Agrippin’s gift to read dreams fit perfectly into some of the Jungian psychological themes I wanted to get into. Carl Jung was a contemporary of Freud, and is maybe best known for ‘Jungian archetypes’ and the theory of the collective conscious. Archetypes are classic character molds like the hero, the shadow, the mother, the child, the king, the thief, and almost any common character we all seem pre-programmed to recognize. Even symbols, like fire, qualify. They are present in dreams, which is something Carl Jung studied, and they are present in mythology as well. It all fit too perfectly for this chapter. I had to pay extra for that. Agrippin explains that Siberian mythology was actually the Rosetta Stone for him to unlock the symbols in the dreams he could watch. These Jungian symbols run very deep psychologically, and sometimes mythology does too. Agrippin lists a litany of symbols, which was actually me listing ones we have already seen throughout the story, in order. I’ll give the quote with my behind-the-scenes addition in parentheses: “the guardian spook (aka guardian angel, the green-eyed peddler, which is Lavender’s guardian angel), the milking mother (either Heather or Ellie, the tollimore), the creature of living earth (Lichen), the child (Sam, the orphan), the warrior (Commandant), the leviathan (the Living Cave creature- note, leviathan is a term from the Bible), the tragic couple (Anders and Ylwa), the royal house (King Ulffr, Queen Erika, Prince Oslo, Princess Sanna), the disturbed and undead (Tollund, the Bog Man), the sky warrior (Horus), and the alchemist (Baker), and some of his own symbols, which I often see as well, such as the silver moon, the golden sun, or the platinum star.” Remember, Marigold went from golden blonde to platinum blonde with Baker, and she’s still platinum blonde right now.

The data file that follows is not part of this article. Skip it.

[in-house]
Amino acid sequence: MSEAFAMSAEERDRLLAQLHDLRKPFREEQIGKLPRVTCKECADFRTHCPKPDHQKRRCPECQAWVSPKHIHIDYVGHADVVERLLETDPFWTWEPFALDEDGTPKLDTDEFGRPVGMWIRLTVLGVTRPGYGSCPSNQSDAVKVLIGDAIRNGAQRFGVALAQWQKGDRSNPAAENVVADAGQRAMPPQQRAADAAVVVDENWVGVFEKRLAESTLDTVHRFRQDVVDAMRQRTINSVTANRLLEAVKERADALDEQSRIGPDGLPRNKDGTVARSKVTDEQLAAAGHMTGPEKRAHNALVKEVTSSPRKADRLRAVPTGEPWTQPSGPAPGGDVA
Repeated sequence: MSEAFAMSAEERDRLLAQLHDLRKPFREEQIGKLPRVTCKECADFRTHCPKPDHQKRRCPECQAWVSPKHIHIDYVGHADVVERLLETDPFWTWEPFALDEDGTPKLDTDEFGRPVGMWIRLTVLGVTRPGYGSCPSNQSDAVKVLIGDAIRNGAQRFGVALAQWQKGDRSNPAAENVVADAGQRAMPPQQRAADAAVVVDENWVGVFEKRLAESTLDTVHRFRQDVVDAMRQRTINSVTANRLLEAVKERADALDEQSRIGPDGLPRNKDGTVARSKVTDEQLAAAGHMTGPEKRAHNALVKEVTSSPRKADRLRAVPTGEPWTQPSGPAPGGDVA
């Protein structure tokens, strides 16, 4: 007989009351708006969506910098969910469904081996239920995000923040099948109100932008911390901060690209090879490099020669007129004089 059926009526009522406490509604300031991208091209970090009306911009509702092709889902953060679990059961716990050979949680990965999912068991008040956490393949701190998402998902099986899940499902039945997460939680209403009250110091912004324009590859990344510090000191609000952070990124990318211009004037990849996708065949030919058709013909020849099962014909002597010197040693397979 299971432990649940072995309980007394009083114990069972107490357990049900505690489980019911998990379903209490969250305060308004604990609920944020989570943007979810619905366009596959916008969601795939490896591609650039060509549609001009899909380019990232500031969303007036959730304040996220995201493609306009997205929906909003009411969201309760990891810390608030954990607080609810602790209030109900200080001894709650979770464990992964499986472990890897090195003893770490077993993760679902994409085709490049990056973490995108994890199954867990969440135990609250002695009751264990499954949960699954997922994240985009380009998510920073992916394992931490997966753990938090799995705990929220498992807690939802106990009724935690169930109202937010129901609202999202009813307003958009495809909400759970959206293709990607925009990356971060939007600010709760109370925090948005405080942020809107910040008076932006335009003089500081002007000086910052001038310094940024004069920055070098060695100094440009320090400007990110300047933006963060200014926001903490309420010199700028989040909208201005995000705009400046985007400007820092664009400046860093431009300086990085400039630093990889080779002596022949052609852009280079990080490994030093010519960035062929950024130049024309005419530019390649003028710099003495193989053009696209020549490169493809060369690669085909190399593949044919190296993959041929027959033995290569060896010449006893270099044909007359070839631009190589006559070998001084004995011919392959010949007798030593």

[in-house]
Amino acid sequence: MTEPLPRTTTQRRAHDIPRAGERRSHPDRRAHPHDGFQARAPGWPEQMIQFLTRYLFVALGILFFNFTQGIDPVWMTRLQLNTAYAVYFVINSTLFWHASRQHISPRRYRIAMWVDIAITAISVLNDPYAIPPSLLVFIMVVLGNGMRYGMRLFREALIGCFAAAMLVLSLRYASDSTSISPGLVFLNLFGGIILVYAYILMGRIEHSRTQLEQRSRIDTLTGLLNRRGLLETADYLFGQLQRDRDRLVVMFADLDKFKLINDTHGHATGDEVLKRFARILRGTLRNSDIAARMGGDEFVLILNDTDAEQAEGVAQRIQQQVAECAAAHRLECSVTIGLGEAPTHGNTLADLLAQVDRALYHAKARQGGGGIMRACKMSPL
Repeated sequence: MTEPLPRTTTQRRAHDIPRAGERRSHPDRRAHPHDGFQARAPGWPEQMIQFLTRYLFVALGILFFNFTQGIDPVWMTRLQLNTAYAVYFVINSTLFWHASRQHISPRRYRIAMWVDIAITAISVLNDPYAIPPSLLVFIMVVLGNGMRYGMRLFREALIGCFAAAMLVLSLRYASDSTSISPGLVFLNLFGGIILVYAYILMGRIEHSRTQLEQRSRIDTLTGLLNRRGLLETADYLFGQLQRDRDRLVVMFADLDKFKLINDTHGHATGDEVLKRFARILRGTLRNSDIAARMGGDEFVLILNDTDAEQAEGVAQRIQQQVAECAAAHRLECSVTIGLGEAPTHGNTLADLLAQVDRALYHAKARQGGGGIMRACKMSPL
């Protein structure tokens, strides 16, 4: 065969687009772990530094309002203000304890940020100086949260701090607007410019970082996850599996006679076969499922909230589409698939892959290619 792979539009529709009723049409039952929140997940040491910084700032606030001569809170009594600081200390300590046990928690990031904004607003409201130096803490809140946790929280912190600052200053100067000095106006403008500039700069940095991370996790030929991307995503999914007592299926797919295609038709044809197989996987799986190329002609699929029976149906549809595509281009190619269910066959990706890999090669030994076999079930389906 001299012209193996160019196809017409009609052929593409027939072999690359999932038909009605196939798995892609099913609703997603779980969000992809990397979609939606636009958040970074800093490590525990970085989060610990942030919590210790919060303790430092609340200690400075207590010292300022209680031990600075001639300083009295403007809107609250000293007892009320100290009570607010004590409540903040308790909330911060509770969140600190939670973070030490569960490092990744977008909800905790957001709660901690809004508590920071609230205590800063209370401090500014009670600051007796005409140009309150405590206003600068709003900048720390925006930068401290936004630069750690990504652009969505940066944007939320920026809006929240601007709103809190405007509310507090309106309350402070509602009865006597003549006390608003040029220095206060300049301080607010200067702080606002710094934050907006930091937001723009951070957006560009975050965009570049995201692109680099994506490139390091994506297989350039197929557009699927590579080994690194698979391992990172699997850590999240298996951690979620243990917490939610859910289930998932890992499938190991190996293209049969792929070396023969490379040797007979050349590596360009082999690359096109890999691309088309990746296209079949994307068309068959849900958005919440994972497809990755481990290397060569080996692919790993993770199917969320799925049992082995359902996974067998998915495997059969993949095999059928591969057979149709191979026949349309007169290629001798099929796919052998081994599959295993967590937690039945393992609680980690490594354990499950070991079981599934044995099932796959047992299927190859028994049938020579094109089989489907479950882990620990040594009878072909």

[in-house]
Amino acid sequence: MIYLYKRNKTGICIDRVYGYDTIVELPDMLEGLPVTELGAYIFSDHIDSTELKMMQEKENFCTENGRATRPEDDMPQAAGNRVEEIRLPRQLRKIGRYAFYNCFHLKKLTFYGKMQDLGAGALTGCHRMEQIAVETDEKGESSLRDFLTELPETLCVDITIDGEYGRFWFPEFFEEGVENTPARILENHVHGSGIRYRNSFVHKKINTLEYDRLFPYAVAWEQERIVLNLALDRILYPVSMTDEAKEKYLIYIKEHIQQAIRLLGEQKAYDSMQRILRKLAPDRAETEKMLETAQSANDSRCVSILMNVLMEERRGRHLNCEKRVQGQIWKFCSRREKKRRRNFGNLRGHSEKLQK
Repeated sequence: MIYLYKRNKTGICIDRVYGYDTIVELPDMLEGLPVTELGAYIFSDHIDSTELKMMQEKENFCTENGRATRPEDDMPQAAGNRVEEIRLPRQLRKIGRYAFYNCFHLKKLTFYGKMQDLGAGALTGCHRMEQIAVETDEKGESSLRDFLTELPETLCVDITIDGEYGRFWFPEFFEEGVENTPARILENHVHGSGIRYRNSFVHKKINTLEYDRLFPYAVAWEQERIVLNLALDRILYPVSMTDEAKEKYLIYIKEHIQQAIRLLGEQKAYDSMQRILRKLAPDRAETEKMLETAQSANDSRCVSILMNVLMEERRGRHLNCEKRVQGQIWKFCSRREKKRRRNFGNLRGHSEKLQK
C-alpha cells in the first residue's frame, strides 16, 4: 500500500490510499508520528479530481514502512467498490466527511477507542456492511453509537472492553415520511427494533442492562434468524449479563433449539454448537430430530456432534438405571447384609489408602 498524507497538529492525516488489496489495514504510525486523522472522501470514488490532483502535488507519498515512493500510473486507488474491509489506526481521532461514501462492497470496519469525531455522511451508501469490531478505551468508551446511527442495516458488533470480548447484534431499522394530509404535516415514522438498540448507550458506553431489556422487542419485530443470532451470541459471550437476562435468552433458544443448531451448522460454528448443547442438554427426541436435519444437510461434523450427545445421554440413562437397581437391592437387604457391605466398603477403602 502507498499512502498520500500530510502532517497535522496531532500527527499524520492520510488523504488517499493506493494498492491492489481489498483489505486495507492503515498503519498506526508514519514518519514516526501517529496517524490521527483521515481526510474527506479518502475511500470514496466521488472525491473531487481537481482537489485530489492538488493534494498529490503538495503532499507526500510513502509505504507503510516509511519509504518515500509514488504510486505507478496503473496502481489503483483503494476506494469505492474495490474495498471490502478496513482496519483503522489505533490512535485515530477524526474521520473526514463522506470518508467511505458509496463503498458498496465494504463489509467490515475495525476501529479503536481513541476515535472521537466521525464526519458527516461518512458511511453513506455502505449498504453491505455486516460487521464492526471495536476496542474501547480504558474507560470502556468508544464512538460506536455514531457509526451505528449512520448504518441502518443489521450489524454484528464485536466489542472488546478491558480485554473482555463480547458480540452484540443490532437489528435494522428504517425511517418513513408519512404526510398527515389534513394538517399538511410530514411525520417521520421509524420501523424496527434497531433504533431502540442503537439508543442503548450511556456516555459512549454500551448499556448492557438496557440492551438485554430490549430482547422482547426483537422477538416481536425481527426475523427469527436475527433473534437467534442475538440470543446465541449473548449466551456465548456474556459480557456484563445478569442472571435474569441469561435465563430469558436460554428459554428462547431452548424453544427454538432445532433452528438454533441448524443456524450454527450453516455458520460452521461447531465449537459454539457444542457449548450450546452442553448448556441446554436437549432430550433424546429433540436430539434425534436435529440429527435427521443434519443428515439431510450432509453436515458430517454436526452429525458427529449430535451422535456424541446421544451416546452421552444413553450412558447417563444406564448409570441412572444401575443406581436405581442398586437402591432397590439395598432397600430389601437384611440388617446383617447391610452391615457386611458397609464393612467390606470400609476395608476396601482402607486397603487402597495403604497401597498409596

message 18: by Clinton (new)

Clinton Festa | 154 comments Besides Marigold, Lavender’s black robe has been her traveling companion. She abandons it in this chapter. That was her shadow. The shadow archetype is the animal side we all have. Agrippin interprets Lavender’s dreams that involve a tree, a shadow, and a fire. The tree is growth and development. The fire is Polaris. The shadow is Lavender’s animal side, in the dream (robe is the shadow when awake). The fire consumes the tree in one dream, showing that Polaris has stunted Lavender’s growth and development (by exiling her). In another dream, Lavender is facing the fire (Polaris) and yet the shadow is not cast behind her; it’s cast in front of her. It violates the ‘rules of optics’ as Agrippin says, but what it means is that Lavender’s shadow is standing in between her and Polaris. Her animal side is dominating her ability to deal with him, and to get to him, she has to go through her animal side/shadow. In short, she hates him so much she lusts to kill him. And she isn’t proud of that, but that’s her shadow.